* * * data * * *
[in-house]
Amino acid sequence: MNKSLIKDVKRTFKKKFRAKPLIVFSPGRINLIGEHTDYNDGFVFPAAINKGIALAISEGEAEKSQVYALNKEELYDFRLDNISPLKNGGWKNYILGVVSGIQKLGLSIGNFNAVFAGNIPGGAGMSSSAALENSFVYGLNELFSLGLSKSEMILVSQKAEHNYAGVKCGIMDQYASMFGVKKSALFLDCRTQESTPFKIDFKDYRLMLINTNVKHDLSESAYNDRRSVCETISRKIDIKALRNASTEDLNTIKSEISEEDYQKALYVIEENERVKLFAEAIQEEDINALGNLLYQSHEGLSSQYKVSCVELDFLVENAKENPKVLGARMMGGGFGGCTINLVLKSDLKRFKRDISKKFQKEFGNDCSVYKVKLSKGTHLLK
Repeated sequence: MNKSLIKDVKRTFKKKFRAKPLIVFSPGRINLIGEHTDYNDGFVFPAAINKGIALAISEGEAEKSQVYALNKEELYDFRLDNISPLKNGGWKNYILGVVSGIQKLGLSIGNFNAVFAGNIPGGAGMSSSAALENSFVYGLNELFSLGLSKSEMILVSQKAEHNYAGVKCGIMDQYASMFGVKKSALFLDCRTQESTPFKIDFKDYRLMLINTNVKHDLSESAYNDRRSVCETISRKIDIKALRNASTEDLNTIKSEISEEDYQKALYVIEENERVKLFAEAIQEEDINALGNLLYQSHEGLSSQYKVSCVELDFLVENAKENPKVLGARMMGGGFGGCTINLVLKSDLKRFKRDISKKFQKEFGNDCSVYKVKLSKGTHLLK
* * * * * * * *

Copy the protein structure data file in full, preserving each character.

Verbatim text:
[in-house]
Amino acid sequence: MNKSLIKDVKRTFKKKFRAKPLIVFSPGRINLIGEHTDYNDGFVFPAAINKGIALAISEGEAEKSQVYALNKEELYDFRLDNISPLKNGGWKNYILGVVSGIQKLGLSIGNFNAVFAGNIPGGAGMSSSAALENSFVYGLNELFSLGLSKSEMILVSQKAEHNYAGVKCGIMDQYASMFGVKKSALFLDCRTQESTPFKIDFKDYRLMLINTNVKHDLSESAYNDRRSVCETISRKIDIKALRNASTEDLNTIKSEISEEDYQKALYVIEENERVKLFAEAIQEEDINALGNLLYQSHEGLSSQYKVSCVELDFLVENAKENPKVLGARMMGGGFGGCTINLVLKSDLKRFKRDISKKFQKEFGNDCSVYKVKLSKGTHLLK
Repeated sequence: MNKSLIKDVKRTFKKKFRAKPLIVFSPGRINLIGEHTDYNDGFVFPAAINKGIALAISEGEAEKSQVYALNKEELYDFRLDNISPLKNGGWKNYILGVVSGIQKLGLSIGNFNAVFAGNIPGGAGMSSSAALENSFVYGLNELFSLGLSKSEMILVSQKAEHNYAGVKCGIMDQYASMFGVKKSALFLDCRTQESTPFKIDFKDYRLMLINTNVKHDLSESAYNDRRSVCETISRKIDIKALRNASTEDLNTIKSEISEEDYQKALYVIEENERVKLFAEAIQEEDINALGNLLYQSHEGLSSQYKVSCVELDFLVENAKENPKVLGARMMGGGFGGCTINLVLKSDLKRFKRDISKKFQKEFGNDCSVYKVKLSKGTHLLK